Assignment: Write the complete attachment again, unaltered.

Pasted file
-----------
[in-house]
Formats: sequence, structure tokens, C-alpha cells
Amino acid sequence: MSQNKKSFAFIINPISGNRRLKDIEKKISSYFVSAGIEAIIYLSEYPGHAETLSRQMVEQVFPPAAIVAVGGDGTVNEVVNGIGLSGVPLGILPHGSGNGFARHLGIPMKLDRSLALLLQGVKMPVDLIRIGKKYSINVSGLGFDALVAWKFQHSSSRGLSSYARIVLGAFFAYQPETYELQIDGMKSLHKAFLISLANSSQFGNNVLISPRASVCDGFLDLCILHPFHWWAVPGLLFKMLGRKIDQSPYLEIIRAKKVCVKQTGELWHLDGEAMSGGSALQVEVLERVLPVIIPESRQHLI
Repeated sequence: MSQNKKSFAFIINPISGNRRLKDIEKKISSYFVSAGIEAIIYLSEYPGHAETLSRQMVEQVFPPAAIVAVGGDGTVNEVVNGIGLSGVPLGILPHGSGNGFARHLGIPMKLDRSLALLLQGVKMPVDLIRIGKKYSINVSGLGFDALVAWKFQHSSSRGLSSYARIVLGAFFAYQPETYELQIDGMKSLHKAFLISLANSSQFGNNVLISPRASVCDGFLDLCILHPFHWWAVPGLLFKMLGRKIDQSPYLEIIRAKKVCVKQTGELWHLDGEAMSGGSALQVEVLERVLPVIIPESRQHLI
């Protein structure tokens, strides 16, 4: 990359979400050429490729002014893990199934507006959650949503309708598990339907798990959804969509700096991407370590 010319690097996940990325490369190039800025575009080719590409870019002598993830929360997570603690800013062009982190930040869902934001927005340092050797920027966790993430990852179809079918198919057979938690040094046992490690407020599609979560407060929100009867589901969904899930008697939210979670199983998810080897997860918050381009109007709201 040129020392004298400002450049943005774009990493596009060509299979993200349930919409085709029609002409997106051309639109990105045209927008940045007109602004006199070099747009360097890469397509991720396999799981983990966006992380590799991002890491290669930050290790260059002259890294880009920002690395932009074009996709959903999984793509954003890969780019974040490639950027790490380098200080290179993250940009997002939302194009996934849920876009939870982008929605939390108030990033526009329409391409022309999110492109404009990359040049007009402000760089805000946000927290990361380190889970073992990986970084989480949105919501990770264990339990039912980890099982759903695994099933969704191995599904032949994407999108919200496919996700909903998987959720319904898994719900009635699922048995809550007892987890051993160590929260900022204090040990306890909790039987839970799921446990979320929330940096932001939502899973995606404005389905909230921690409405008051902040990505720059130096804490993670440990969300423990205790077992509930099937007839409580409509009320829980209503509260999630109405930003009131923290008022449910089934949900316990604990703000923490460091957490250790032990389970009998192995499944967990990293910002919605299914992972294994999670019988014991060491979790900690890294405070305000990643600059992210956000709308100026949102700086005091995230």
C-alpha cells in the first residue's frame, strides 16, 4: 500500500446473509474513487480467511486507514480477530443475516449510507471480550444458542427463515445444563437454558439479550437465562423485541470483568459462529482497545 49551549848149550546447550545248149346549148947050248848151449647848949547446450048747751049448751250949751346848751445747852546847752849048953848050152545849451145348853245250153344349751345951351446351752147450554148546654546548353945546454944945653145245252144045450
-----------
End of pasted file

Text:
[in-house]
Formats: sequence, structure tokens, C-alpha cells
Amino acid sequence: MSQNKKSFAFIINPISGNRRLKDIEKKISSYFVSAGIEAIIYLSEYPGHAETLSRQMVEQVFPPAAIVAVGGDGTVNEVVNGIGLSGVPLGILPHGSGNGFARHLGIPMKLDRSLALLLQGVKMPVDLIRIGKKYSINVSGLGFDALVAWKFQHSSSRGLSSYARIVLGAFFAYQPETYELQIDGMKSLHKAFLISLANSSQFGNNVLISPRASVCDGFLDLCILHPFHWWAVPGLLFKMLGRKIDQSPYLEIIRAKKVCVKQTGELWHLDGEAMSGGSALQVEVLERVLPVIIPESRQHLI
Repeated sequence: MSQNKKSFAFIINPISGNRRLKDIEKKISSYFVSAGIEAIIYLSEYPGHAETLSRQMVEQVFPPAAIVAVGGDGTVNEVVNGIGLSGVPLGILPHGSGNGFARHLGIPMKLDRSLALLLQGVKMPVDLIRIGKKYSINVSGLGFDALVAWKFQHSSSRGLSSYARIVLGAFFAYQPETYELQIDGMKSLHKAFLISLANSSQFGNNVLISPRASVCDGFLDLCILHPFHWWAVPGLLFKMLGRKIDQSPYLEIIRAKKVCVKQTGELWHLDGEAMSGGSALQVEVLERVLPVIIPESRQHLI
């Protein structure tokens, strides 16, 4: 990359979400050429490729002014893990199934507006959650949503309708598990339907798990959804969509700096991407370590 010319690097996940990325490369190039800025575009080719590409870019002598993830929360997570603690800013062009982190930040869902934001927005340092050797920027966790993430990852179809079918198919057979938690040094046992490690407020599609979560407060929100009867589901969904899930008697939210979670199983998810080897997860918050381009109007709201 040129020392004298400002450049943005774009990493596009060509299979993200349930919409085709029609002409997106051309639109990105045209927008940045007109602004006199070099747009360097890469397509991720396999799981983990966006992380590799991002890491290669930050290790260059002259890294880009920002690395932009074009996709959903999984793509954003890969780019974040490639950027790490380098200080290179993250940009997002939302194009996934849920876009939870982008929605939390108030990033526009329409391409022309999110492109404009990359040049007009402000760089805000946000927290990361380190889970073992990986970084989480949105919501990770264990339990039912980890099982759903695994099933969704191995599904032949994407999108919200496919996700909903998987959720319904898994719900009635699922048995809550007892987890051993160590929260900022204090040990306890909790039987839970799921446990979320929330940096932001939502899973995606404005389905909230921690409405008051902040990505720059130096804490993670440990969300423990205790077992509930099937007839409580409509009320829980209503509260999630109405930003009131923290008022449910089934949900316990604990703000923490460091957490250790032990389970009998192995499944967990990293910002919605299914992972294994999670019988014991060491979790900690890294405070305000990643600059992210956000709308100026949102700086005091995230």
C-alpha cells in the first residue's frame, strides 16, 4: 500500500446473509474513487480467511486507514480477530443475516449510507471480550444458542427463515445444563437454558439479550437465562423485541470483568459462529482497545 49551549848149550546447550545248149346549148947050248848151449647848949547446450048747751049448751250949751346848751445747852546847752849048953848050152545849451145348853245250153344349751345951351446351752147450554148546654546548353945546454944945653145245252144045450